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Uganda’s private sector activity improves on strong demand

KAMAPALA – Stanbic Bank’s latest report– Purchase Managers Index (PMI) for June 2017 – issued on July05 indicates that operating conditions for businesses in Uganda improved during the month on the back of renewed local demand that led to an increase in output, new orders, employment and purchase of new stocks.

The PMI is based on data compiled from monthly replies to questionnaires sent by the bank to company executives in approximately 400 private companies.

The bank says the companies are carefully selected to accurately represent the true structure of the Ugandan economy, including agriculture, industry, construction, services and wholesale and retail sectors.

The bank’s PMI bases its calculations on the performance of five areas by businesses and rated at 100% each; new orders (30%), output (25%), employment (20%), suppliers’ delivery times (15%) and stocks of purchases (10%).

The June report is among the three recent reports published in a row in close consultation with the Uganda Bureau of Statistics, a representative agency of government.

For June, the Head of Global Markets at the bank, Anne Juuko said the PMI posted a respectable 52.8% up from 51.0% in May indicating a further “improvement in private sector business conditions for the fifth time in as many months”. In April the PMI was recorded at 53.5%.

The 50% rate signal an improvement in business conditions of the previous month while readings below shows deterioration or reduction.

Commenting on the report, Juuko said the upward trajectory of two of the private sector monitored categories namely industry and services performed so well as  they more than offset the worsening of the overall operating conditions in the remaining sectors.

“Ugandan private sector firms continued to raise their payroll numbers, with job creation seen in construction and services,” she said.

On employment generally, the report indicates that growth in the construction and service sectors outweighed reductions in payroll numbers in the agriculture and wholesale and retail sectors. However, staffing levels were unchanged in the industry category.

Output prices rose across all sub-sectors; firms attributed this to the passing on of higher input costs to customers.

Overall the input costs rose across all five of the categories of economic activity and was attributed to a combination of higher purchasing prices, staff costs and other operational costs such as utility bills.

On staff costs, more than three times as many respondents (15%) noted a rise in staff costs compared to those seeing a fall (5%). The report says that firms raised wages to motivate employees and to provide compensation for higher living costs. There were fairly good performance in the areas of new export orders, suppliers delivery times and generally output levels.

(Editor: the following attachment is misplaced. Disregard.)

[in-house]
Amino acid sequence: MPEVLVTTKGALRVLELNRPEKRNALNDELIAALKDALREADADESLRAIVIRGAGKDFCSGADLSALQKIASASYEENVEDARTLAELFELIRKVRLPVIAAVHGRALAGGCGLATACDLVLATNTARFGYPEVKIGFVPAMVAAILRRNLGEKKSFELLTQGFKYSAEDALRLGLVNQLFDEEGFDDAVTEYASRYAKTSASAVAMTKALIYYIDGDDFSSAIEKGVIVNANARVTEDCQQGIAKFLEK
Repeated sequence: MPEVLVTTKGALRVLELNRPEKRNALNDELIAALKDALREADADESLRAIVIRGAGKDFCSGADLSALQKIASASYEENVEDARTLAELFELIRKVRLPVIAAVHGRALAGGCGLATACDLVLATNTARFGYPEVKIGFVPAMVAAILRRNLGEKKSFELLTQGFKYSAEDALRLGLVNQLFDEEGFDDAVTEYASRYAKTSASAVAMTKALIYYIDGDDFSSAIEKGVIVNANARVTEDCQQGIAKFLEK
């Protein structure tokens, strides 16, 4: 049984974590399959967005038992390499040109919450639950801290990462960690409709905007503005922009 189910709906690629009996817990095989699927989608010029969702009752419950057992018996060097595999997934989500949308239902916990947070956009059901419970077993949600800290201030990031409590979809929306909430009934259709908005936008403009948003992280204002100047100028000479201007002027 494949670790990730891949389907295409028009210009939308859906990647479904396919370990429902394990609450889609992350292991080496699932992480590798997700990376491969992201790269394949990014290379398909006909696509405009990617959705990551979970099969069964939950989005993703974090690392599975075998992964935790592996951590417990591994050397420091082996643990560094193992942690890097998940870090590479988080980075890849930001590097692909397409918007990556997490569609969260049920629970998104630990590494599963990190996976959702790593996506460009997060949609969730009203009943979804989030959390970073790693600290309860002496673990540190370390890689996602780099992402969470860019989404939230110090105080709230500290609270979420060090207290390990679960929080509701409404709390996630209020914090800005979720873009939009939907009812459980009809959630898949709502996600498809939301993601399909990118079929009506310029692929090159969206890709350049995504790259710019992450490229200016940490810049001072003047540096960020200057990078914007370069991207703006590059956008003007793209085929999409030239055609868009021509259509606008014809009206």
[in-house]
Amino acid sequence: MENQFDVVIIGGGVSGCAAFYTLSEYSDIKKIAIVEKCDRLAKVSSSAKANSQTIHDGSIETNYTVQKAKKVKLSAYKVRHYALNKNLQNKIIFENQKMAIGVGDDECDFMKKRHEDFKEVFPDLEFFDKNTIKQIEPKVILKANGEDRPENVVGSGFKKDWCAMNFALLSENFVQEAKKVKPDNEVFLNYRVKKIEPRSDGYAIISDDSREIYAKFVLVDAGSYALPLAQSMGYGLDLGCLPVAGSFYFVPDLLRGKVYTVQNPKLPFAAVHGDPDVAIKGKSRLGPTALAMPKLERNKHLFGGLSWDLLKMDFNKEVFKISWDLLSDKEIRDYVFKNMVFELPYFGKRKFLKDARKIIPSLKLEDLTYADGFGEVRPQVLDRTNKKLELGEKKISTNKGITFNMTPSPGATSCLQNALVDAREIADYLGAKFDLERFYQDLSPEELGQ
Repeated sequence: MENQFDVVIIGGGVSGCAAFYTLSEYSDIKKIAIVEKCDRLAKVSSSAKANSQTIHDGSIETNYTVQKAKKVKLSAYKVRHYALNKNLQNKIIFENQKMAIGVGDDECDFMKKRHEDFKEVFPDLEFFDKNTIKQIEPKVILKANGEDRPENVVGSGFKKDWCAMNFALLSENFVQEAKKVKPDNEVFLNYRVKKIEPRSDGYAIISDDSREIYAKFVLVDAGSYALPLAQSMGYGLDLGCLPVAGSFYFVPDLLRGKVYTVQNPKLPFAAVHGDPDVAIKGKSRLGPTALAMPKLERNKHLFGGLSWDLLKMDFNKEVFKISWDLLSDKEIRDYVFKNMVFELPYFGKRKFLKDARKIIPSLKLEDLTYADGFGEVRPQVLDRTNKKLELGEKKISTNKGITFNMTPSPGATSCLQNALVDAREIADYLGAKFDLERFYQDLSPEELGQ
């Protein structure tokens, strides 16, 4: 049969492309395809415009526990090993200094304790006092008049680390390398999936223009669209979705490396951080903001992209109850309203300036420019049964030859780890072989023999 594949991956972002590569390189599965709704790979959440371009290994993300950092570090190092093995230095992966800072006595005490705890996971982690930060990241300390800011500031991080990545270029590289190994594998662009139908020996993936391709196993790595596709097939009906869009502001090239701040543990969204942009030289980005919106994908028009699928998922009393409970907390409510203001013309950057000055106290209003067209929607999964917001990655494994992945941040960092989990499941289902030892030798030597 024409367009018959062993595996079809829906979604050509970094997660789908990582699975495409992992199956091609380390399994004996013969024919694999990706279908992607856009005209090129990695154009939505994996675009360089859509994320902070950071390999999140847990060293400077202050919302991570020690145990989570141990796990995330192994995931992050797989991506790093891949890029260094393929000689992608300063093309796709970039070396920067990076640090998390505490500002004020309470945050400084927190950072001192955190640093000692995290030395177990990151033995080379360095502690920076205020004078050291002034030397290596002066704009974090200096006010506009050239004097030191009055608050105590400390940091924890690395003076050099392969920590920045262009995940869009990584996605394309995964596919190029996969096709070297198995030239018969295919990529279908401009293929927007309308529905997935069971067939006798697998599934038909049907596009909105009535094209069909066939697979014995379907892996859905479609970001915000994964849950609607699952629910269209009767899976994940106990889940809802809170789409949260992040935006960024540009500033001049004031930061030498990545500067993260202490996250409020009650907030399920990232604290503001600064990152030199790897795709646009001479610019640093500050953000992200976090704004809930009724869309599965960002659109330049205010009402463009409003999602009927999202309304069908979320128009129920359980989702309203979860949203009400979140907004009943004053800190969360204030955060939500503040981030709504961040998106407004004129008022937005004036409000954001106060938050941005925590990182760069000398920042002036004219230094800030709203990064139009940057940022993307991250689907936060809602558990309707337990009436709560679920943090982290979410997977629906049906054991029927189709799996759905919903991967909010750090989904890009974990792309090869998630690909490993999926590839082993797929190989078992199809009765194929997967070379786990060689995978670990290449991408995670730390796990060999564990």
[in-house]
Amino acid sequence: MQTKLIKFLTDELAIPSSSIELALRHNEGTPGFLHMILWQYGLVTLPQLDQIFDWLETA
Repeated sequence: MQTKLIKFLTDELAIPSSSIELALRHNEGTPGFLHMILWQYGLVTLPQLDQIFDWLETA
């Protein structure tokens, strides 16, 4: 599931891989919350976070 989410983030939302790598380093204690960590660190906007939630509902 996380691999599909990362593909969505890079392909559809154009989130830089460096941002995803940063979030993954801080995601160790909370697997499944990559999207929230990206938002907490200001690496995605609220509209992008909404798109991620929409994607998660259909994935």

The Bank’s Regional Economist for East Africa, Jibran Qureishi, said the improved situation is supported by the easing of the monetary policy stance recorded for the better part of last year or so.

“We suspect as inflationary pressures have subsided somewhat over the past couple of months; the MPC may still cut its key benchmark rate at its next meeting in August,” Qureishi said.

On June 19, Bank of Uganda announced a cut in the Central Bank Rate to 10% for the coming three months down from 11%, in a bid to push commercial bank rates down and spur private sector borrowing.

BoU’s recent reductions in the CBR have brought down average lending rates to 22% for most parts of this year down from around 25% before.

However, Qureishi warns that as economic activity improves in the second half of this year, imports may rise and put pressure on the exchange rate which could subsequently raise costs to firms.

The Uganda shilling traded at slightly over Shs3500 per US dollar for most parts of last year and this year but analysts say this rate is very high despite it being stable.

In an interview with The Independent, Martin Okumu, the director for communication at Uganda National Chamber of Commerce and Industry (UNCCI) said that making business easy in Uganda would rotate around bringing down interest rates and improving quality of labour.

Okumu said Uganda’s economy being open and liberalised means that lenders have a right to charge whatever interest rate they want and lend to those they think would payback.

Fortunately for some foreign owned firms with connections in countries such as Japan, China, Turkey, Okumu said, they are able to source for funds from their home countries at very little or no interest rate to venture in business in Uganda.

“…to them [countries] this is okay because it is an extension of their economies to Uganda,” he said.

Okumu said government needs to realistically support private sector players in the budgeting process annually.

Stanbic’s PMI comes at a time the country is yearning for better growth in economic activity after recording a 3.9% growth in FY 2016/2017 down from 4.8% recorded in FY2015/2016. Government expects economic growth rate of 5.5% this financial year supported by improved agricultural activities and expansion of private sector credit among other factors.

Table showing the PMI for April-June, 2017

Month PMI (%)
April 53.5
May 51.0
June 52.8

Source: Stanbic Bank

Source: Independent Uganda


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